Consumer prices edged higher in November, due largely to upticks in the cost of housing and gasoline.
The Department of Labor (DOL) reports its Consumer Price Index (CPI) was up a seasonally adjusted 0.2% last month, putting the rate of inflation for the last 12 months at 1.7%.
Energy and food costs
The cost of energy was up 1.2% in November following a surge of 3.5% the month before. A big chunk of that was the result of gasoline costs which were up 2.4%. Electricity prices were unchanged, while the cost of natural gas fell 0.4%. Over the past year, energy prices are up 1.1% -- the largest 12-month increase since July 2014.
Food prices were unchanged for the fifth month in a row during November,, with grocery prices down 0.1% and restaurant prices up 0.1%. The cost of dairy products fell 0.6%, fruits and vegetables costs were down 0.2%, the category called “other food at home” was off 0.3%, and prices for meats, poultry, fish, and eggs dipped 0.1%. Nonalcoholic beverage prices rose 0.3%, while the cost of cereals and bakery inched 0.1% higher percent. Grocery prices over the past year are down 2.2% , while restaurant prices, in contrast, were up 2.3% over the past 12 months.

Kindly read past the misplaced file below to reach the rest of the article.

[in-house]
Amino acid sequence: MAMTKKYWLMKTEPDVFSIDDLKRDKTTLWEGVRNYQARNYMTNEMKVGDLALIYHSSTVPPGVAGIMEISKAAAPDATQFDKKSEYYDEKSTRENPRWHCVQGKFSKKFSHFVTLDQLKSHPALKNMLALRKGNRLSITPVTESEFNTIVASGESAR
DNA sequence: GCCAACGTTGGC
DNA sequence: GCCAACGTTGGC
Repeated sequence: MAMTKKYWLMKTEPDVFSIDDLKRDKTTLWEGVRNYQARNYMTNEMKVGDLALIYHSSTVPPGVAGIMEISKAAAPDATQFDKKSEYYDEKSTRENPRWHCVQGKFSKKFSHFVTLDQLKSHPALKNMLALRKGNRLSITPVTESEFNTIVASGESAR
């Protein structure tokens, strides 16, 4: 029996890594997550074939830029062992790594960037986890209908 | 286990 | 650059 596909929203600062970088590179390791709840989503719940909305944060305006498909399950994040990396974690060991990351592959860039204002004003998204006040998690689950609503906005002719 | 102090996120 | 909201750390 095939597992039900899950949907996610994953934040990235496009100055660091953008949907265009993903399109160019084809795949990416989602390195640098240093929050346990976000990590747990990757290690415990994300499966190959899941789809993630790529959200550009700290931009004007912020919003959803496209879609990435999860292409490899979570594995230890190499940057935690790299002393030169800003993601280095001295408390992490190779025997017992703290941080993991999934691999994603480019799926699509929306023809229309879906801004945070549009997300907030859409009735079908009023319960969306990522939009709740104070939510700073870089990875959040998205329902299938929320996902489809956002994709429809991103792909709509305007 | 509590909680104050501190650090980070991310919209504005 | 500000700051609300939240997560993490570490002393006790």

The cost of goods less the volatile food and energy categories -- the “core rate” of inflation - was up 0.2% in November and 1.7% for the 12 months ending November.
For the month, housing costs rose 0.3%, motor vehicle prices jumped 1.0%, and education prices increased 0.2%. Medical care prices were unchanged in November, with the cost of physicians' services up 0.6% and prescription drug prices down 0.6%. Clothing costs, prices for household furnishings and operations, and airline fares all fell.
The complete report may be found on the DOL website.